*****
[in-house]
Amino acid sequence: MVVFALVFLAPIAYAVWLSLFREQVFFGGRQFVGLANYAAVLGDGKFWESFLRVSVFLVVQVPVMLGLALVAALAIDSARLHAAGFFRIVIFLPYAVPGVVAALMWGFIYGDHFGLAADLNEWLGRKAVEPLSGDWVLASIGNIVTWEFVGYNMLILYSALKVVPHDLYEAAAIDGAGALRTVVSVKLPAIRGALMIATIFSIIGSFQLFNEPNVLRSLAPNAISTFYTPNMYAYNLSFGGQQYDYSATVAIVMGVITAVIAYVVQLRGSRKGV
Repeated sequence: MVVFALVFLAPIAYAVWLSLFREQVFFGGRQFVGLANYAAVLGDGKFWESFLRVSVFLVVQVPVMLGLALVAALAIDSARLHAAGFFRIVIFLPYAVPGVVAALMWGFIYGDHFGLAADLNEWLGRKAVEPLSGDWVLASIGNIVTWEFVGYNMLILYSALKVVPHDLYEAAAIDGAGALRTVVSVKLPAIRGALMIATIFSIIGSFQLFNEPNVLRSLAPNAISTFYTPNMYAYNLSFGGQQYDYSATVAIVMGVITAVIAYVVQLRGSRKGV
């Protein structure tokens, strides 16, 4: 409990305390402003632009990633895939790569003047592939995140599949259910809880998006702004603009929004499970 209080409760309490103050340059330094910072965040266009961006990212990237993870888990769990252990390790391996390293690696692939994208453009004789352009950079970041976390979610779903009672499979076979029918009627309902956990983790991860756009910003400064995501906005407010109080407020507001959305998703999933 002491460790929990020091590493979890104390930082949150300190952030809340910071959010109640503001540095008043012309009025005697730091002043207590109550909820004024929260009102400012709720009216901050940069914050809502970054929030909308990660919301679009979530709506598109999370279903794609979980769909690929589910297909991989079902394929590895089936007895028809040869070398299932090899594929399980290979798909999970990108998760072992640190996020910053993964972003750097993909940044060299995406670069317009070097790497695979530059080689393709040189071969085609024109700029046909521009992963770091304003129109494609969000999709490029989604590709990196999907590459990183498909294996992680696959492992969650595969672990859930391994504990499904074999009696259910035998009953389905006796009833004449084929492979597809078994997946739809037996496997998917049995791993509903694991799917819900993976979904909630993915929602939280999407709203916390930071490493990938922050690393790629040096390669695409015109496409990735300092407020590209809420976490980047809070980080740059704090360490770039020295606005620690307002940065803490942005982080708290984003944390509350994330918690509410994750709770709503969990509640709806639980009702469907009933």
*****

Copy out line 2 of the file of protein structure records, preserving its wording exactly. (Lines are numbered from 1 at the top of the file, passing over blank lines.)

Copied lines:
Amino acid sequence: MVVFALVFLAPIAYAVWLSLFREQVFFGGRQFVGLANYAAVLGDGKFWESFLRVSVFLVVQVPVMLGLALVAALAIDSARLHAAGFFRIVIFLPYAVPGVVAALMWGFIYGDHFGLAADLNEWLGRKAVEPLSGDWVLASIGNIVTWEFVGYNMLILYSALKVVPHDLYEAAAIDGAGALRTVVSVKLPAIRGALMIATIFSIIGSFQLFNEPNVLRSLAPNAISTFYTPNMYAYNLSFGGQQYDYSATVAIVMGVITAVIAYVVQLRGSRKGV